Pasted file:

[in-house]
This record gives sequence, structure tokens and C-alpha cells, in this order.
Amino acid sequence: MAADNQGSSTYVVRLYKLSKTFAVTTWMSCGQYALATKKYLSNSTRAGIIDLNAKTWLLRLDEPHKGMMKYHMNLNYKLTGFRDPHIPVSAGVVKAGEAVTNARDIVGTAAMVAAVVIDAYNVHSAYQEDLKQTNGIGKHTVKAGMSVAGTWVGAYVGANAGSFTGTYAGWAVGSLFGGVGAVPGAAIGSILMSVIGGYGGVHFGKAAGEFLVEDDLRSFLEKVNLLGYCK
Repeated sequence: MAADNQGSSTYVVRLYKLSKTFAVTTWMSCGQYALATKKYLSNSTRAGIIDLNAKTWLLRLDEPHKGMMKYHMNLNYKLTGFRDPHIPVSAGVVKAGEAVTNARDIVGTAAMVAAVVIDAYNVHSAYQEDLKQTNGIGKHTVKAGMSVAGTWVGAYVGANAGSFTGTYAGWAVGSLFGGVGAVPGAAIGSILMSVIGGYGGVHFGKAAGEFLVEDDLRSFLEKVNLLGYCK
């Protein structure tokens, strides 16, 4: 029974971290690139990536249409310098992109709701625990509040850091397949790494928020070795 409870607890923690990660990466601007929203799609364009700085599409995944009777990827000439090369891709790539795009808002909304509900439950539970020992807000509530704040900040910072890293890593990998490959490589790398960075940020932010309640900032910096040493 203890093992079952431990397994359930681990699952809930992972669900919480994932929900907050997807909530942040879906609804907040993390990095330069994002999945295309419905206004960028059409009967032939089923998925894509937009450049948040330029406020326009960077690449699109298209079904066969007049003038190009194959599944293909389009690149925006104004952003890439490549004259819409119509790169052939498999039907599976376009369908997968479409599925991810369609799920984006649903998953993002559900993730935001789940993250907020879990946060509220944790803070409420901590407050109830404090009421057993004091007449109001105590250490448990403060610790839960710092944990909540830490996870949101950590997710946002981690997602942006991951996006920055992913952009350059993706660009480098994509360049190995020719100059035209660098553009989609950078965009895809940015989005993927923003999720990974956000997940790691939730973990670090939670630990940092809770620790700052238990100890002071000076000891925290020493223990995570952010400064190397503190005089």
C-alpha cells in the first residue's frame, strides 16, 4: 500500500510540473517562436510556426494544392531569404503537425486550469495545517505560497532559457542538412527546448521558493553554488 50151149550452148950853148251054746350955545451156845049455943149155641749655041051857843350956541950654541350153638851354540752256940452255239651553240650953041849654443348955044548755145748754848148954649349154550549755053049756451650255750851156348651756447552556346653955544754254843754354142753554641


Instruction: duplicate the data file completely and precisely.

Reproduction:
[in-house]
This record gives sequence, structure tokens and C-alpha cells, in this order.
Amino acid sequence: MAADNQGSSTYVVRLYKLSKTFAVTTWMSCGQYALATKKYLSNSTRAGIIDLNAKTWLLRLDEPHKGMMKYHMNLNYKLTGFRDPHIPVSAGVVKAGEAVTNARDIVGTAAMVAAVVIDAYNVHSAYQEDLKQTNGIGKHTVKAGMSVAGTWVGAYVGANAGSFTGTYAGWAVGSLFGGVGAVPGAAIGSILMSVIGGYGGVHFGKAAGEFLVEDDLRSFLEKVNLLGYCK
Repeated sequence: MAADNQGSSTYVVRLYKLSKTFAVTTWMSCGQYALATKKYLSNSTRAGIIDLNAKTWLLRLDEPHKGMMKYHMNLNYKLTGFRDPHIPVSAGVVKAGEAVTNARDIVGTAAMVAAVVIDAYNVHSAYQEDLKQTNGIGKHTVKAGMSVAGTWVGAYVGANAGSFTGTYAGWAVGSLFGGVGAVPGAAIGSILMSVIGGYGGVHFGKAAGEFLVEDDLRSFLEKVNLLGYCK
């Protein structure tokens, strides 16, 4: 029974971290690139990536249409310098992109709701625990509040850091397949790494928020070795 409870607890923690990660990466601007929203799609364009700085599409995944009777990827000439090369891709790539795009808002909304509900439950539970020992807000509530704040900040910072890293890593990998490959490589790398960075940020932010309640900032910096040493 203890093992079952431990397994359930681990699952809930992972669900919480994932929900907050997807909530942040879906609804907040993390990095330069994002999945295309419905206004960028059409009967032939089923998925894509937009450049948040330029406020326009960077690449699109298209079904066969007049003038190009194959599944293909389009690149925006104004952003890439490549004259819409119509790169052939498999039907599976376009369908997968479409599925991810369609799920984006649903998953993002559900993730935001789940993250907020879990946060509220944790803070409420901590407050109830404090009421057993004091007449109001105590250490448990403060610790839960710092944990909540830490996870949101950590997710946002981690997602942006991951996006920055992913952009350059993706660009480098994509360049190995020719100059035209660098553009989609950078965009895809940015989005993927923003999720990974956000997940790691939730973990670090939670630990940092809770620790700052238990100890002071000076000891925290020493223990995570952010400064190397503190005089």
C-alpha cells in the first residue's frame, strides 16, 4: 500500500510540473517562436510556426494544392531569404503537425486550469495545517505560497532559457542538412527546448521558493553554488 50151149550452148950853148251054746350955545451156845049455943149155641749655041051857843350956541950654541350153638851354540752256940452255239651553240650953041849654443348955044548755145748754848148954649349154550549755053049756451650255750851156348651756447552556346653955544754254843754354142753554641